Jakarta old town decade-long renovation is finally showing results with one of the largest project- the renovation of the river along Kali Besar being again accessible to visitors. The Old Town management needs now to look after the endemic problem of permanent littering and garbage in the pedestrian areas of the old town…
Jakarta old town is the cradle of Indonesia capital as it was the first urban settlement created by the Dutch in the 17th century under the name Batavia. Despite its important historical significance, the Jakarta city administration has long struggled to manage properly what is called today Kota Tua (Old Town) due to a lack of planning as well as funds. Previous planned renovation of the old town mostly failed until 2014 when the previous mayor of Jakarta Joko Widodo- now Indonesia’s President- launched an ambitious plan of renovation Jakarta most historical district.
Works started with the renovation of various buildings within the boundaries of Kota Tua. Progress has been slow due to a difficult relation between the private sector and public institutions and the difficulty to enforce a renovation law. There has been little interest of Jakarta City Hall following the election of Jokowi as President.
Two events however speed up renovation works on the old town. The decision of presenting Kota Tua as a possible UNESCO World Heritage and the hosting of the Asian Games last August.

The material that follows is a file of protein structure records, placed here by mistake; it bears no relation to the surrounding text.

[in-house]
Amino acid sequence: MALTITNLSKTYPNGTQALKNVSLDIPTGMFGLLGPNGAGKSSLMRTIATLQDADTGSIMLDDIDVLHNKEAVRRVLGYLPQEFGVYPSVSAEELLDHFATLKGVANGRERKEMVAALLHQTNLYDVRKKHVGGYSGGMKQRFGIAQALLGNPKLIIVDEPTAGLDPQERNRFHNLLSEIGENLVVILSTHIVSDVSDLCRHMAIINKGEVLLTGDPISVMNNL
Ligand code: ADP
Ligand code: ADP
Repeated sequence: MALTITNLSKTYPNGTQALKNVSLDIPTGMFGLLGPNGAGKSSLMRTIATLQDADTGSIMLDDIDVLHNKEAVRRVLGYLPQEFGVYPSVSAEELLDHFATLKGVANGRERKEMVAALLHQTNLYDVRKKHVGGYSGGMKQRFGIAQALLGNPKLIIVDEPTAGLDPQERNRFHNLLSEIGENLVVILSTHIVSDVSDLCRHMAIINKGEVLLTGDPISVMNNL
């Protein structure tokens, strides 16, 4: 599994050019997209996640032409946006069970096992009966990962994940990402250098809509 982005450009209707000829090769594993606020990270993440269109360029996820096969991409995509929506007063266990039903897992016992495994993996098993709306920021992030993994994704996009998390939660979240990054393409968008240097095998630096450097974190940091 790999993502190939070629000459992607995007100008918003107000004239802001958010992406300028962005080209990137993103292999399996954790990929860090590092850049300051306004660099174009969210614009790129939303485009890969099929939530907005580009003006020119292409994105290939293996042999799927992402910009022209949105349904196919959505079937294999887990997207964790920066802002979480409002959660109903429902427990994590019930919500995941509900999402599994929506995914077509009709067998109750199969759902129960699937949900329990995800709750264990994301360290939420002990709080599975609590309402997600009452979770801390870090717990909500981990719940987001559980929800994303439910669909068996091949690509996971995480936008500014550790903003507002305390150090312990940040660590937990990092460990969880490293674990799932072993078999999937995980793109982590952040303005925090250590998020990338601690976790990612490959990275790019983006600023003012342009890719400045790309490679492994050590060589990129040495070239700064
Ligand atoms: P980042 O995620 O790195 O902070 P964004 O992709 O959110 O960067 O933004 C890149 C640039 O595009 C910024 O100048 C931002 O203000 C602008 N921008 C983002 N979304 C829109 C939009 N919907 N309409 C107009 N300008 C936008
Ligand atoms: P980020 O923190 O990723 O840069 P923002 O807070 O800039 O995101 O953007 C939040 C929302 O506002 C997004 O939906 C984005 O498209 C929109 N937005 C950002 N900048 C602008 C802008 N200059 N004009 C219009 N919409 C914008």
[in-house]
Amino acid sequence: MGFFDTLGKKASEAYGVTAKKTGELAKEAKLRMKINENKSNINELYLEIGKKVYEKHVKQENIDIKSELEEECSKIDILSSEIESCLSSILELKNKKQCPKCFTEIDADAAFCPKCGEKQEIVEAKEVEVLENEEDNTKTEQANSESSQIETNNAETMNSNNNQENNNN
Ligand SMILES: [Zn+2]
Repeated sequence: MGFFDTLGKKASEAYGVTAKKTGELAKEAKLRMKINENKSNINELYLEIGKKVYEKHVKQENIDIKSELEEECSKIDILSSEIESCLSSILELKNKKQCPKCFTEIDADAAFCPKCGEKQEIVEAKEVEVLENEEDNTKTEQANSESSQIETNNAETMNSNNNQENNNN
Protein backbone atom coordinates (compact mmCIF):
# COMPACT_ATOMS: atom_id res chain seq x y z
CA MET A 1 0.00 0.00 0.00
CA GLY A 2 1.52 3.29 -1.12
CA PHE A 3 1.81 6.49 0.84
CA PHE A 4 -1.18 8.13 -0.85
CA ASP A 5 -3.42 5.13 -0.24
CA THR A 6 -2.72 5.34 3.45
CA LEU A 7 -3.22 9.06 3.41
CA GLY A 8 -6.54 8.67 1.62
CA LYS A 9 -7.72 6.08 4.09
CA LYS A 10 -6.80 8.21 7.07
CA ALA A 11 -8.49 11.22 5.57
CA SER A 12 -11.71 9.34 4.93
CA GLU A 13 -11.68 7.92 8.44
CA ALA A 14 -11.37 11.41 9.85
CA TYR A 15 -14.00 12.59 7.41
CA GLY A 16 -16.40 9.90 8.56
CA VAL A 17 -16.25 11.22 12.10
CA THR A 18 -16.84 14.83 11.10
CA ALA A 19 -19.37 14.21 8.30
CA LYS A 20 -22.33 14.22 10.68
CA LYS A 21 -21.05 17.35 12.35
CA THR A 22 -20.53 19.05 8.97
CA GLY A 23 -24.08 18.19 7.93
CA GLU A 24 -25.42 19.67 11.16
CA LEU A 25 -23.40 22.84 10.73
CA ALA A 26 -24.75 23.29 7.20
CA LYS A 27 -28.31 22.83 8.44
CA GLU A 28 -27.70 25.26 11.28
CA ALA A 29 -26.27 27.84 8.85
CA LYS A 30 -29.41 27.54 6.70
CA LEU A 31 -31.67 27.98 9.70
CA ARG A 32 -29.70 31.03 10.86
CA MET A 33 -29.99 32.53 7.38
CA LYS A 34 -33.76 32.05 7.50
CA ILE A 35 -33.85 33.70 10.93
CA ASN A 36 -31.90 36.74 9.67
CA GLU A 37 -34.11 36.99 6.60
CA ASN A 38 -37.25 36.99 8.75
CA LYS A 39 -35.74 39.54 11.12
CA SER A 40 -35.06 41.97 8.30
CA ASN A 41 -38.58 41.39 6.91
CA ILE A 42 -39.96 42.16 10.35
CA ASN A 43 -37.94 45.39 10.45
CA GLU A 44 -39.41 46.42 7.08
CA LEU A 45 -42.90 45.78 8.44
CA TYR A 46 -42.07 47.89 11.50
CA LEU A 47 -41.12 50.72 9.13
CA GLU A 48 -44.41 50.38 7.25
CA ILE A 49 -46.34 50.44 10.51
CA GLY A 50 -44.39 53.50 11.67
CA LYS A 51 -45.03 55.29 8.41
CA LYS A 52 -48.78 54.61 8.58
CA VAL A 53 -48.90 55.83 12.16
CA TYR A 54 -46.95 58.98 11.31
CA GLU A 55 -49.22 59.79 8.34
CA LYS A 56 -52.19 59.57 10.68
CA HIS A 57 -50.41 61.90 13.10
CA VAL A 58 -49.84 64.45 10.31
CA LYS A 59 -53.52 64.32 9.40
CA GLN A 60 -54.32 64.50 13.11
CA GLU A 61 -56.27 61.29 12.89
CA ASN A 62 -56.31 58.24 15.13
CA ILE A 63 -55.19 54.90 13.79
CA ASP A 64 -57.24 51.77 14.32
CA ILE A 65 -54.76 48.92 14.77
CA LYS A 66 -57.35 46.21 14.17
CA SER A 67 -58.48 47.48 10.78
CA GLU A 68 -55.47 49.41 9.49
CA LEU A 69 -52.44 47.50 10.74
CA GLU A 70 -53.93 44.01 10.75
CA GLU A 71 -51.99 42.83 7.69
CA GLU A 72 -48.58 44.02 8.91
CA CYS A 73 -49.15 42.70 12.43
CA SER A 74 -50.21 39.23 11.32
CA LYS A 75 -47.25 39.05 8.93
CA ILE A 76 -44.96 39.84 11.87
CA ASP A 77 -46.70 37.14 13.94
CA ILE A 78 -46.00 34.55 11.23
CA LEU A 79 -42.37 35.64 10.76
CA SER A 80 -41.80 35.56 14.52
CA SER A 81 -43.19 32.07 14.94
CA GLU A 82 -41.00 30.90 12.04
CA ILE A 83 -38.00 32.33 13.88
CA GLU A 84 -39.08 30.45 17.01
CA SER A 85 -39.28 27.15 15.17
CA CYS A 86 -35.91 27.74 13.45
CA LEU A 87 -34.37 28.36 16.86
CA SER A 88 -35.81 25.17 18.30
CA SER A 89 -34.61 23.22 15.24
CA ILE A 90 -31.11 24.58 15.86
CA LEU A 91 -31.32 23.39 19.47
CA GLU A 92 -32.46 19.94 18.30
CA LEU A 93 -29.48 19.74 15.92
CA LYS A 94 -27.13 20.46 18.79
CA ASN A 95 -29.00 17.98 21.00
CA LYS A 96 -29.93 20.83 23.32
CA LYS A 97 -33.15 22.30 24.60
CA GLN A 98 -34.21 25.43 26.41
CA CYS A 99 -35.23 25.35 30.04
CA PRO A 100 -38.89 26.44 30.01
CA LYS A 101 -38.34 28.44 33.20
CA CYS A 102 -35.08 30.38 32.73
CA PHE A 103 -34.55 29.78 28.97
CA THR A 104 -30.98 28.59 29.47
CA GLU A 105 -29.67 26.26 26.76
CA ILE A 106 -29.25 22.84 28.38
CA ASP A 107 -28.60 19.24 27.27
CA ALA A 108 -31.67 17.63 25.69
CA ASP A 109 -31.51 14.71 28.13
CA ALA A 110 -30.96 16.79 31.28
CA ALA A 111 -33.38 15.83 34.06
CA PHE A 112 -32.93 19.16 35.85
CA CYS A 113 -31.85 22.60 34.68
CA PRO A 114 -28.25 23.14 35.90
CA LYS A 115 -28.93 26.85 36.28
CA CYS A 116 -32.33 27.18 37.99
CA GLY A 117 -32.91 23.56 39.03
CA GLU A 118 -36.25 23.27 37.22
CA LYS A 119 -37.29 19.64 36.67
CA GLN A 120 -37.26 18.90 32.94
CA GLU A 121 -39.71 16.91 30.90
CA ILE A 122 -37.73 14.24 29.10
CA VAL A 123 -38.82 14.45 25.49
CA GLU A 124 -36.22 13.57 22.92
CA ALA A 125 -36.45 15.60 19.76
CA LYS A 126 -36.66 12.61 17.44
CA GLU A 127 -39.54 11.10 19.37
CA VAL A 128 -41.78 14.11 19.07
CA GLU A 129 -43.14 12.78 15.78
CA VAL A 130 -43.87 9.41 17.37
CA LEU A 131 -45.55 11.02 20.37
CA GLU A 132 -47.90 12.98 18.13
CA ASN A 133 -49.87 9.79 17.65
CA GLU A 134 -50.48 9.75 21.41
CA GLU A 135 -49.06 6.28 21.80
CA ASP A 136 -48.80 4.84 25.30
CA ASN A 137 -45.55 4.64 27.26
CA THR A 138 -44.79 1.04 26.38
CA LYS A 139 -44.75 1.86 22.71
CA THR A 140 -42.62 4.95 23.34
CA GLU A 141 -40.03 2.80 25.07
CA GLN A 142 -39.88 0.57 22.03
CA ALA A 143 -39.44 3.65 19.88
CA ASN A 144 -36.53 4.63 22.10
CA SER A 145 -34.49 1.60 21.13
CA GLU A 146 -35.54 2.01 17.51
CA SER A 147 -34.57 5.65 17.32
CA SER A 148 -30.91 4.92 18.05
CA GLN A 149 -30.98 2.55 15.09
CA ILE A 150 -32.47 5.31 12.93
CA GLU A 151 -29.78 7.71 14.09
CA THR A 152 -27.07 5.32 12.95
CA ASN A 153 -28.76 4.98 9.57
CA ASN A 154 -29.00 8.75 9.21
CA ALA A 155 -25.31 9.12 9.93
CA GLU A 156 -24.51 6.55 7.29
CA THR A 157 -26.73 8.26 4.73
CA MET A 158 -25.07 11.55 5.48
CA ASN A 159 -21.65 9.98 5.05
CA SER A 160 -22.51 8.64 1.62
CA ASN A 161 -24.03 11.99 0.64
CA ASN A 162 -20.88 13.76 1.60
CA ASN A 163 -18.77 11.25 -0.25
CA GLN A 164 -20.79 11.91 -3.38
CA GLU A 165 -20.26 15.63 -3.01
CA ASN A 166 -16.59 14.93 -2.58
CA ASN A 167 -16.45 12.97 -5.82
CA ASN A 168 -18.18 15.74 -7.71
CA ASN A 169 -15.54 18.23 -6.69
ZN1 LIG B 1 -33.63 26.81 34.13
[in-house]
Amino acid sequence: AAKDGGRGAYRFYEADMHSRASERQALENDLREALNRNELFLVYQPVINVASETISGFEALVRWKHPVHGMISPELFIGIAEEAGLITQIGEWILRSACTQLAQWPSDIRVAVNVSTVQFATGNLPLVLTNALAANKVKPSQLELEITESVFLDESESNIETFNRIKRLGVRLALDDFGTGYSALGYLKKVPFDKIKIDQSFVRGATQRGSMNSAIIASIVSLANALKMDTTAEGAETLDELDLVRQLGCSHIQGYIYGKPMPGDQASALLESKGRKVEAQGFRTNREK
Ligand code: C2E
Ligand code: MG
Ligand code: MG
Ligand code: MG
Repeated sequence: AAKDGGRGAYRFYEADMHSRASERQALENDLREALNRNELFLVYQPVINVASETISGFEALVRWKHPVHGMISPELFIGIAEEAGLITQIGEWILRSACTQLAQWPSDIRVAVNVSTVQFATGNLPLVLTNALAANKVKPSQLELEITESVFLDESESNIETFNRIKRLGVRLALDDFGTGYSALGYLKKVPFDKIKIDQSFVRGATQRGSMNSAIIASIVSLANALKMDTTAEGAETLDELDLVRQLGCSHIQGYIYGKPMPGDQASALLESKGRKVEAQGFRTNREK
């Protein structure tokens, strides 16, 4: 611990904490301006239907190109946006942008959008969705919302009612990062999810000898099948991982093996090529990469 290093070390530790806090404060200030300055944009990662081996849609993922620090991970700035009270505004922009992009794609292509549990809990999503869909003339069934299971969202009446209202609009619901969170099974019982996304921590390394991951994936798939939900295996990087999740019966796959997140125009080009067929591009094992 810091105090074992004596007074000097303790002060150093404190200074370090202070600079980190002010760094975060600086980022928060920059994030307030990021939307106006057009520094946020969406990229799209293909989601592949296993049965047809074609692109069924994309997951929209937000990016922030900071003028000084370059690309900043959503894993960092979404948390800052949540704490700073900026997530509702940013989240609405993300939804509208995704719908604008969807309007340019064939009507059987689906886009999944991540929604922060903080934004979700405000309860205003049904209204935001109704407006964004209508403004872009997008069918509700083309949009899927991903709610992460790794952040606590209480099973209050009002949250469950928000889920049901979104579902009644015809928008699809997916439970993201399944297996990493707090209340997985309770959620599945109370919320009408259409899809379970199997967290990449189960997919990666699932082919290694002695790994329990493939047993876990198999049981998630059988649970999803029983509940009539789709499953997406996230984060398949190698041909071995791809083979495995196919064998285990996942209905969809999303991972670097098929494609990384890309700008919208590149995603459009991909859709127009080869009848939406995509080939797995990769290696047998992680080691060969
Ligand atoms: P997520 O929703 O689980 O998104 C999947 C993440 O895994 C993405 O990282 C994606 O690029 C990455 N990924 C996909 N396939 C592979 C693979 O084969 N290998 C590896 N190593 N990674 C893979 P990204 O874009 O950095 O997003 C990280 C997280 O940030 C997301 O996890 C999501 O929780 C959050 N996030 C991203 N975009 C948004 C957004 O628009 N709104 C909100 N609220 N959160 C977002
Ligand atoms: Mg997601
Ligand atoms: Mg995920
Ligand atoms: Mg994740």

Old Town renovation almost completed
For the UNESCO listing, Jakarta bid twice under the title “The Age of Trade: Old Town of Jakarta and 4 Outlying Islands”. The government wanted to showcase Kota Tua as the city that saw the largest volume of trade in Asia during the “golden age” of trade in the 17th and 18th centuries while outlying Islands were integrated due to their role during the Dutch East India Company’s (VOC) time. Onrust Island was used as the VOC shipyard in 1613, while the other three islands were used for defense, quarantine and as prisons for opponents.
Kali Besar river beautification with the renovation of the buildings were completed in July. Hailed by the city administration as a new tourist site for Jakarta, the area turned into a popular site for visitors during the Asian Games with Jakarta History Museum – located in the the previous Batavia City Hall- announcing record visitors’ numbers.
Inspired by Seoul Cheonggyecheon, the restored river in the heart of South Korea capital, the river banks have been renovated, the waters cleaned from all the garbage while surrounding buildings were restored. Walks and Plazas have been installed on the river but have not been completed yet.
Originally, the area was due to be fully pedestrianized. Finally, parking spaces for cars have been allocated in front of the buildings, separating the buildings from the river and worst hiding the buildings. The river also lost its original function by being turned into a water reservoir.
Failing to secure UNESCO listing
Despite the restoration of the buildings and the cleaning of the river, the UNESCO rejected Jakarta bid. UNESCO’s advisory board and France-based International Council on Monuments and Sites (ICOMOS), said in its report that Kota Tua lacked “integrity and authenticity” as an old town. Many 20th century architectural developments, described as “unsympathetic intrusions” by ICOMOS, “have irreversibly changed the visual appearance and skyline of Kota Tua.”